Moreover, during the course of the review, the Investigator invited the Council to make focused submissions in the course of this review, with specific questions to be answered and references to sample questions available on this Office’s website relevant to the exemptions claimed. While a brief submission was prepared by the Council, it did not address the questions in a comprehensive manner. For example, no details were provided around the searches conducted in response to the applicant’s FOI request.

The Council’s staff member was courteous and helpful in dealing with the Investigator’s enquiries and I appreciate that FOI bodies are under various pressures. Nonetheless, compliance with the FOI Act is a statutory obligation. It is incumbent on FOI bodies to put the resources in place to ensure that they process FOI requests and reviews properly.

Record 25

Record 25 is an email dated 22 October 2020 sent from the Council to a representative of the company.  The email has the subject line “[Site] BCP Finding (sic) Allocation” and the body of the email consists of eight bullet points, with the redaction of points 6 and 7. As outlined above, the Council’s position is that the redacted information falls outside the scope of the applicant’s request.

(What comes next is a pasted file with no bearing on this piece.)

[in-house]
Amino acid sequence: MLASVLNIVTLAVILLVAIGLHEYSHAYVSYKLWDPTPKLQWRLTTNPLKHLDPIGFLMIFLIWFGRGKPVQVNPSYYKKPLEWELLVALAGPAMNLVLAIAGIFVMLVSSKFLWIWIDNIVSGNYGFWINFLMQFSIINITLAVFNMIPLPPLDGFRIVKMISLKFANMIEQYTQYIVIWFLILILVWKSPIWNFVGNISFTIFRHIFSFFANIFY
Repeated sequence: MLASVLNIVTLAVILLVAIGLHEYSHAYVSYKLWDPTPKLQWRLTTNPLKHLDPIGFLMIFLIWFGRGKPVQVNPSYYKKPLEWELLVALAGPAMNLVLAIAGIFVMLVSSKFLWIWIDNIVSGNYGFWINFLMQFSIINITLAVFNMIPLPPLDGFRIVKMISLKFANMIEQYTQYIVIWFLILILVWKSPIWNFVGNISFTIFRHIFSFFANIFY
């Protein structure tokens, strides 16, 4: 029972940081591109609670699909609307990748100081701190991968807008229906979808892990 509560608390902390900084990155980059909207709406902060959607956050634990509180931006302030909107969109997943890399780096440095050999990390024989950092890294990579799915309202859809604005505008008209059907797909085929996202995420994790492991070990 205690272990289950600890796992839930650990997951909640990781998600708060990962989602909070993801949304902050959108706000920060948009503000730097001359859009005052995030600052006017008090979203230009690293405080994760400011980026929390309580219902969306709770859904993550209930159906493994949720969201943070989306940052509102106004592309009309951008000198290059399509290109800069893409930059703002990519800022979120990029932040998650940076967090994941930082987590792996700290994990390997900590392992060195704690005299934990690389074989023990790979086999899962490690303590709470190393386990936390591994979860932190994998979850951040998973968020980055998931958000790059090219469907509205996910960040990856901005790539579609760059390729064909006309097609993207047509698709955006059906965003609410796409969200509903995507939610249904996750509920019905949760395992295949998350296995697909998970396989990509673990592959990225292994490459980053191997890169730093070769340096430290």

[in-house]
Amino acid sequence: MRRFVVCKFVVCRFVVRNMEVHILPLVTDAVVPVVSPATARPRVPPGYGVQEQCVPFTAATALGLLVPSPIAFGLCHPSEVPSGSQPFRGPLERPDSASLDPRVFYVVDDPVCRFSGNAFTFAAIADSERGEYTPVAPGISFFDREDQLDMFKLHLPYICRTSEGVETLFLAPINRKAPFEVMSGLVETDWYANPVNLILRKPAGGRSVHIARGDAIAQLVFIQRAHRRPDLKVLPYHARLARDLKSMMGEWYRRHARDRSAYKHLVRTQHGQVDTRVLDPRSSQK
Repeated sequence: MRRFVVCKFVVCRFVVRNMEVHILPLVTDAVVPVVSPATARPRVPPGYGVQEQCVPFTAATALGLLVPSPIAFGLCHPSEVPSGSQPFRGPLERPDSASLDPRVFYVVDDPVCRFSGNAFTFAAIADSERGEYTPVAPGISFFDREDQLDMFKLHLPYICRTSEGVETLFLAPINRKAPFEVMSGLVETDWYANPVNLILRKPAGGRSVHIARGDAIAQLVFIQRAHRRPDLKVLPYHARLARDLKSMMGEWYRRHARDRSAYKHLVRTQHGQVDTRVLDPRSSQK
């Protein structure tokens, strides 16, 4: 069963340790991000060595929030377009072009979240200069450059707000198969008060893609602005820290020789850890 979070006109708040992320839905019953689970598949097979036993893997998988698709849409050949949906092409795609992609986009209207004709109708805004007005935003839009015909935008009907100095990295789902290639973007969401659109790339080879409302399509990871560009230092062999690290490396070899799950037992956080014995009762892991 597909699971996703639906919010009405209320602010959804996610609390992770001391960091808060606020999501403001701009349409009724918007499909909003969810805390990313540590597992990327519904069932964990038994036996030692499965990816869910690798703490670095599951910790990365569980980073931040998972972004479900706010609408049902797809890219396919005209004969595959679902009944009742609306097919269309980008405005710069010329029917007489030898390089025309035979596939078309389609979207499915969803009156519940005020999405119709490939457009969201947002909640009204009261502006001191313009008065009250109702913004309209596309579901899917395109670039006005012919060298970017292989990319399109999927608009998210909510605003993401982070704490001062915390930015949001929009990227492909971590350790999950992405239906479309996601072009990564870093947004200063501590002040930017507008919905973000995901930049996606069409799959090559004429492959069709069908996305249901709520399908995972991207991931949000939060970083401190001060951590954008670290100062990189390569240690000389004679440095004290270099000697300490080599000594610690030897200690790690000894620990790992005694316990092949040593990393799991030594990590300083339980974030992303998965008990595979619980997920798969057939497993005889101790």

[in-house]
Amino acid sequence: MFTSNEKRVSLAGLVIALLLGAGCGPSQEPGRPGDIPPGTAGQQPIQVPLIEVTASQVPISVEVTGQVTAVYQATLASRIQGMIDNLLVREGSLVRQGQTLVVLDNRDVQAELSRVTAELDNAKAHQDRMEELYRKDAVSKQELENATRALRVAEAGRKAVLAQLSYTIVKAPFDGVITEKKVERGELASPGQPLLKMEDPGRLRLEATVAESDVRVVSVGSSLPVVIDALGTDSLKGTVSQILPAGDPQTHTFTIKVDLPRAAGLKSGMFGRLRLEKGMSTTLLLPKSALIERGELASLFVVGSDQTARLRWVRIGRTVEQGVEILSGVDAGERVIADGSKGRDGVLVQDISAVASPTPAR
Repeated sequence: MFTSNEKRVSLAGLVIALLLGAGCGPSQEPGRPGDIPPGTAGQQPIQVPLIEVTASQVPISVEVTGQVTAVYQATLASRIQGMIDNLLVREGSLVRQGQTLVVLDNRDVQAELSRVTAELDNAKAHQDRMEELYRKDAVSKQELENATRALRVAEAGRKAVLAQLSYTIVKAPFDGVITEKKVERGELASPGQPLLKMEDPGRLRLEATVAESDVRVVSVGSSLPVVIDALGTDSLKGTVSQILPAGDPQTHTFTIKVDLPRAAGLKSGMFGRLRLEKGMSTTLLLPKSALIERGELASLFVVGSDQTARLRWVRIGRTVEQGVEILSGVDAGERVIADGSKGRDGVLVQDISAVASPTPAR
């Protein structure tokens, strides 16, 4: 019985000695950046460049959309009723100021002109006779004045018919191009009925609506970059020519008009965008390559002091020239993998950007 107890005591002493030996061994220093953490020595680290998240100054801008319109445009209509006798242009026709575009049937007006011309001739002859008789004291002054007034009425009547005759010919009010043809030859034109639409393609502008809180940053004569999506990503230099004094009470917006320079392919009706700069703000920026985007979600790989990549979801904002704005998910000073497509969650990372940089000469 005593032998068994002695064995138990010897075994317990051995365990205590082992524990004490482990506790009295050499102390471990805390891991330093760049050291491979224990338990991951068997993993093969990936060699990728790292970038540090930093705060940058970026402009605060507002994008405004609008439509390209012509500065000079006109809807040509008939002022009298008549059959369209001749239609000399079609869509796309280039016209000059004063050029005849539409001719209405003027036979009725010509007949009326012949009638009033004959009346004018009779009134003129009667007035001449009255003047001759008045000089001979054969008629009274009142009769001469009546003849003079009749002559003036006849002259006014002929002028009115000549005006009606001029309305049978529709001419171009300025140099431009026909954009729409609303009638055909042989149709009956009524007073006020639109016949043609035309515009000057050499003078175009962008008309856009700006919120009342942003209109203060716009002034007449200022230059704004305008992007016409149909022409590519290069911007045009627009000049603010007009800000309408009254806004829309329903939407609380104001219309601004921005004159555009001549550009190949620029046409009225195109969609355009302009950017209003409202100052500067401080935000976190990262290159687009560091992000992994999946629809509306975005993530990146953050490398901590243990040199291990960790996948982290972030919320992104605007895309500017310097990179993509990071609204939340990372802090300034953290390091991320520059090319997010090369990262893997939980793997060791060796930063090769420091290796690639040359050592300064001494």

The Council stated that the BCP was funded directly by the Department of Rural and Community Development with National Broadband Ireland as the main contractor, but that the items listed in points 6 and 7 were funded through the Accelerated COVID Town and Village Renewal scheme and that they were not related to the installation of the BCP. 

The investigator sought further clarification in relation to the Council’s position. In reply, the Council stated that the FOI request was for records in relation to the “installation of the Broadband Connection Point” which relates to physical infrastructure and equipment required to install a Broadband Connection Point and that the FOI request did not refer to funding. It said the items listed in point 6 of record 25 qualified for separate funding as the site was a location that was a BCP; however, it stated that the funding related to the site “operating as a location for broadband access and not the installation of same". Similarly, it stated that point 7 did not relate to the installation project. The Investigator asked why these two points were deemed to be outside the scope of the FOI request while the remainder of the email had been released and, presumably, had been accepted by the Council as falling within the scope.  The Council stated that at internal review stage it had only reviewed points 6 and 7 and did not review the rest of the email. However, at this point having looked at it again, it was of the view that more of the email should have been redacted as other points were not related to the installation of the BCP either.